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This coverage reimburses you for loss due to theft or damage caused by something other than a collision with another car or object. Comprehensive covers events such as fire, falling objects, missiles, explosion, earthquake, windstorm, hail, flood, vandalism, riot, or contact with animals such as birds or deer. It will also pay to repair your windshield if it is cracked or shattered.
Insurers don't determine your actual cash value (ACV) settlement based on what you owe, but rather on what the car is worth just prior to the accident. Let's say you owe $20,000 on your new car, but it's only worth about $16,000. If your car is totaled, you might get a settlement check of $16,000 but still owe an additional $4,000 on your loan or lease.
Collision coverage is generally sold with a separate deductible. Even if you are at fault for the accident, your collision coverage will reimburse you for the costs of repairing your car, minus the deductible. If you're not at fault, your insurance company may try to recover the amount they paid you from the other driver’s insurance company and, if they are successful, you'll also be reimbursed for the deductible.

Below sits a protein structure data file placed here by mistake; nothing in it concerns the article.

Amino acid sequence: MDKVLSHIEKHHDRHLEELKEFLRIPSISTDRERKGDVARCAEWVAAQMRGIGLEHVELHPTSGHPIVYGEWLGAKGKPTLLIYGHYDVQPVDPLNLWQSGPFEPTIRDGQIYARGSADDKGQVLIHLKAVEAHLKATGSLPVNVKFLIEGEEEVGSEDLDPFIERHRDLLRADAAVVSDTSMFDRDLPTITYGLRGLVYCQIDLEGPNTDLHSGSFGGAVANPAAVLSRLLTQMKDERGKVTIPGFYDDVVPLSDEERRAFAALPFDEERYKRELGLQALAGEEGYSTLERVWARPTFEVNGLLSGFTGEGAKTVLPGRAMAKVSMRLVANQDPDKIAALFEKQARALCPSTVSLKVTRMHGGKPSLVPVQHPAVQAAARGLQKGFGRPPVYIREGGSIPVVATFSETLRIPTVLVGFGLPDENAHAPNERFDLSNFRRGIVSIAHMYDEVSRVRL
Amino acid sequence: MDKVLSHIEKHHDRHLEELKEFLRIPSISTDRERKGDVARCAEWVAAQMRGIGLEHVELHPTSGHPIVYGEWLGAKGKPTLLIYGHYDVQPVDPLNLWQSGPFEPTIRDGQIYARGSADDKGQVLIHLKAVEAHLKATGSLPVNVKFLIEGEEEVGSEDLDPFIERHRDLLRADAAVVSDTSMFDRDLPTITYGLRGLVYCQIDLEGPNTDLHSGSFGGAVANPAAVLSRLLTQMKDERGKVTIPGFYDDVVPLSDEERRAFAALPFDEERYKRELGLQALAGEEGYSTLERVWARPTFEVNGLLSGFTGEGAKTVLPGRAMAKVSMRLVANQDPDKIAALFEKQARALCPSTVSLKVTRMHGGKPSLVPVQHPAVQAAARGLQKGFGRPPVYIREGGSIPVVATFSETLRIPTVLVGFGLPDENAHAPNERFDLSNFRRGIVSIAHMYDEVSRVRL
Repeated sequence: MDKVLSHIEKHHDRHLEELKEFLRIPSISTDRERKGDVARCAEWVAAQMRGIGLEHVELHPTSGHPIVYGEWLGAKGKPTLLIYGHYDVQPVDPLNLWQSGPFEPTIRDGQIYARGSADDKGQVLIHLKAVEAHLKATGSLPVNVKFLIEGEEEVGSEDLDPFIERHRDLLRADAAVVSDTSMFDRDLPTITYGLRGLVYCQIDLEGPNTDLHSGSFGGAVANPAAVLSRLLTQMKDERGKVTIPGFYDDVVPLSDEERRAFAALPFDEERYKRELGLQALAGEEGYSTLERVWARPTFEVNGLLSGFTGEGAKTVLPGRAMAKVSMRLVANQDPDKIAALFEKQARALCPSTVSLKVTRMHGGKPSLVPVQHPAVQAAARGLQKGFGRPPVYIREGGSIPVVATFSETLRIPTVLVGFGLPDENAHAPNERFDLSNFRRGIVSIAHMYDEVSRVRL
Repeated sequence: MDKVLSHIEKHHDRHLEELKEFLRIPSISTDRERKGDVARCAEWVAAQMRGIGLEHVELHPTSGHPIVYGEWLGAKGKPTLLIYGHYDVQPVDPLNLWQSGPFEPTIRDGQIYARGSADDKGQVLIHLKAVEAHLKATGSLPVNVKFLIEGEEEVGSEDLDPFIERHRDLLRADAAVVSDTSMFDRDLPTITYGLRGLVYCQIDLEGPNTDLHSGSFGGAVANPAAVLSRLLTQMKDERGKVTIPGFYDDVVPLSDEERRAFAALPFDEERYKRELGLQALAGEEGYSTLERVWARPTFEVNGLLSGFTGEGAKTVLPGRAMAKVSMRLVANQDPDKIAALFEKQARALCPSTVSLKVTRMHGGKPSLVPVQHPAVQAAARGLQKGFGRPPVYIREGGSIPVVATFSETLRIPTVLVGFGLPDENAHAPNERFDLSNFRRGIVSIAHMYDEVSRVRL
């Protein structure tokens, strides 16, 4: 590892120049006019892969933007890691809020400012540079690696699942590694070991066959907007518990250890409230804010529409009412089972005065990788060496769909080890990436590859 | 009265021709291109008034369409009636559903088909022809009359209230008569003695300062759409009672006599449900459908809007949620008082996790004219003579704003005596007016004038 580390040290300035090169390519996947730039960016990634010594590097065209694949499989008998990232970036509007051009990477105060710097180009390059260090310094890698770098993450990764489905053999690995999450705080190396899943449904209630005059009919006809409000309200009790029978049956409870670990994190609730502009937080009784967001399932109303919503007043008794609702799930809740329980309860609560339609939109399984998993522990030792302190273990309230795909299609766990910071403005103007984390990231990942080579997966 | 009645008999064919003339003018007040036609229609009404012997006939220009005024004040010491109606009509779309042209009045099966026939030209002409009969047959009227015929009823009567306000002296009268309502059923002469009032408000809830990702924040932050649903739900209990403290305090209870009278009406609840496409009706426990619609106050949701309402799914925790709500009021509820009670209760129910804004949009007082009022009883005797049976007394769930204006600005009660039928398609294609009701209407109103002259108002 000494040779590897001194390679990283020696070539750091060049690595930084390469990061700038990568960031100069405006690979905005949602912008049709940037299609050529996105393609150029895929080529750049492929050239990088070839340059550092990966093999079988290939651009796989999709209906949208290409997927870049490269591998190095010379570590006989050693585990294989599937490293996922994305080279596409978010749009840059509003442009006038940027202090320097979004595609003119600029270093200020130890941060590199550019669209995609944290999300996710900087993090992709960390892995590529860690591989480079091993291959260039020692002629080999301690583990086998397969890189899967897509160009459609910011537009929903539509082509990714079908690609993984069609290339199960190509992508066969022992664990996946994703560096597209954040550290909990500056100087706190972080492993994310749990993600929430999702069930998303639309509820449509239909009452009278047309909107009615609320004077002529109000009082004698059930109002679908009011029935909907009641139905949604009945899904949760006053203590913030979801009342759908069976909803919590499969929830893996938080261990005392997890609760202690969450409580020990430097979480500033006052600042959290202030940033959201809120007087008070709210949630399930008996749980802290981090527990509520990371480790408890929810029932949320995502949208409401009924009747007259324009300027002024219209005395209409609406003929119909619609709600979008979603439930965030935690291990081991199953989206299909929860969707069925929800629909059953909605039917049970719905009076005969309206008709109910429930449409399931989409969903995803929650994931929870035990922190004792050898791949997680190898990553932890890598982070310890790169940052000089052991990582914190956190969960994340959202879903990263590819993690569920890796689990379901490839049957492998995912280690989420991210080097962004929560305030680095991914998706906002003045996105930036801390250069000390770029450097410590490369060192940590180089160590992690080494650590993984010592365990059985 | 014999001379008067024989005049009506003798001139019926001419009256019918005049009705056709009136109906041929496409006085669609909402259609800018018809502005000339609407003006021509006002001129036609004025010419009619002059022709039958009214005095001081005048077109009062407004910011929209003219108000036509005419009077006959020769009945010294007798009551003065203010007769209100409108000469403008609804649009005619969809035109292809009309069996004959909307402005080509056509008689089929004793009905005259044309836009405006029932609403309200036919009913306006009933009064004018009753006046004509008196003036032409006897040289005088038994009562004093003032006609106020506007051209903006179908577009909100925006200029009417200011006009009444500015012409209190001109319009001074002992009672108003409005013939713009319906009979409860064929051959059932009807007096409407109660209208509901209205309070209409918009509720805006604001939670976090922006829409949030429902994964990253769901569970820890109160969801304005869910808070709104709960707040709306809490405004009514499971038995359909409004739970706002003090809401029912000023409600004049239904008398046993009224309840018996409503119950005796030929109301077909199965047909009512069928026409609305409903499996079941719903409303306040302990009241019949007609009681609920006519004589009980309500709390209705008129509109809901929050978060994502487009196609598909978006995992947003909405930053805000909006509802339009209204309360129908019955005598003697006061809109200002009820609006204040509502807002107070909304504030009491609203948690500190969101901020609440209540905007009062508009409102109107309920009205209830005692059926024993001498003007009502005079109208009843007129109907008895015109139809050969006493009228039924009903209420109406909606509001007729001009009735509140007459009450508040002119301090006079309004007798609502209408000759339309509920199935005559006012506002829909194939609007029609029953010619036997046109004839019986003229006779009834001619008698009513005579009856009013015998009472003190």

The cost of insurance is on the rise: the price for auto insurance rose 3.6% between 2011 and 2012, and 3.1% for homeowners and renter’s insurance, according to the Insurance Information Institute. In fact, auto liability insurance premiums alone have been increasing by 2.8% annually for the past three years. This makes choosing the right coverage and provider all the more crucial to save money without sacrificing important aspects of coverage.